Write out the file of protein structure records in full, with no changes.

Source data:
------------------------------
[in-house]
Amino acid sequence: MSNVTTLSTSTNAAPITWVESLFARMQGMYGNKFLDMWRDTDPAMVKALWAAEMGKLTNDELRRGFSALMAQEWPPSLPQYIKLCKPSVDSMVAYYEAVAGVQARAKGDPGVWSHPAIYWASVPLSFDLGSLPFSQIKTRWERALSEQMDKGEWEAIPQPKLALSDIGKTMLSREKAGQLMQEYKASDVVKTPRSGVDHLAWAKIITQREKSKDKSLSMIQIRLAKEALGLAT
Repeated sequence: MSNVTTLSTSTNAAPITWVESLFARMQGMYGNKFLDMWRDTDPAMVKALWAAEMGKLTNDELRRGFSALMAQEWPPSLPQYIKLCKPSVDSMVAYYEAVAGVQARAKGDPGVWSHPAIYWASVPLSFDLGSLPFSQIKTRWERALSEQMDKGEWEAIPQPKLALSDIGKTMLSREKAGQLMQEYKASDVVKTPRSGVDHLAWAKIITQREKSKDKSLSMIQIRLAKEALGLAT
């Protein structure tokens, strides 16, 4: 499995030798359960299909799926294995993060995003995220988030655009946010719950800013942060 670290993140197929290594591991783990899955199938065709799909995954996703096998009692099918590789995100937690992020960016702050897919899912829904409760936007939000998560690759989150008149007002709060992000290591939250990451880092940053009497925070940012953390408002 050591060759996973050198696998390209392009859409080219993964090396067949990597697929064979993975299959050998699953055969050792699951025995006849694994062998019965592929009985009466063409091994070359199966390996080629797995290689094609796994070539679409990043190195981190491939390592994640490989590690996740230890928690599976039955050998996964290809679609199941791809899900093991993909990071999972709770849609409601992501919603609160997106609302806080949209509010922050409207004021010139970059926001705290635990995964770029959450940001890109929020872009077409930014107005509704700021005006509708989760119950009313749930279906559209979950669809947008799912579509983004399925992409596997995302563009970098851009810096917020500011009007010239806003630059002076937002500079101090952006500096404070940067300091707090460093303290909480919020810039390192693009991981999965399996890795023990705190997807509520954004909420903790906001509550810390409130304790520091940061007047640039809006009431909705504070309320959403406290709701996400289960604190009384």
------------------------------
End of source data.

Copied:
[in-house]
Amino acid sequence: MSNVTTLSTSTNAAPITWVESLFARMQGMYGNKFLDMWRDTDPAMVKALWAAEMGKLTNDELRRGFSALMAQEWPPSLPQYIKLCKPSVDSMVAYYEAVAGVQARAKGDPGVWSHPAIYWASVPLSFDLGSLPFSQIKTRWERALSEQMDKGEWEAIPQPKLALSDIGKTMLSREKAGQLMQEYKASDVVKTPRSGVDHLAWAKIITQREKSKDKSLSMIQIRLAKEALGLAT
Repeated sequence: MSNVTTLSTSTNAAPITWVESLFARMQGMYGNKFLDMWRDTDPAMVKALWAAEMGKLTNDELRRGFSALMAQEWPPSLPQYIKLCKPSVDSMVAYYEAVAGVQARAKGDPGVWSHPAIYWASVPLSFDLGSLPFSQIKTRWERALSEQMDKGEWEAIPQPKLALSDIGKTMLSREKAGQLMQEYKASDVVKTPRSGVDHLAWAKIITQREKSKDKSLSMIQIRLAKEALGLAT
């Protein structure tokens, strides 16, 4: 499995030798359960299909799926294995993060995003995220988030655009946010719950800013942060 670290993140197929290594591991783990899955199938065709799909995954996703096998009692099918590789995100937690992020960016702050897919899912829904409760936007939000998560690759989150008149007002709060992000290591939250990451880092940053009497925070940012953390408002 050591060759996973050198696998390209392009859409080219993964090396067949990597697929064979993975299959050998699953055969050792699951025995006849694994062998019965592929009985009466063409091994070359199966390996080629797995290689094609796994070539679409990043190195981190491939390592994640490989590690996740230890928690599976039955050998996964290809679609199941791809899900093991993909990071999972709770849609409601992501919603609160997106609302806080949209509010922050409207004021010139970059926001705290635990995964770029959450940001890109929020872009077409930014107005509704700021005006509708989760119950009313749930279906559209979950669809947008799912579509983004399925992409596997995302563009970098851009810096917020500011009007010239806003630059002076937002500079101090952006500096404070940067300091707090460093303290909480919020810039390192693009991981999965399996890795023990705190997807509520954004909420903790906001509550810390409130304790520091940061007047640039809006009431909705504070309320959403406290709701996400289960604190009384």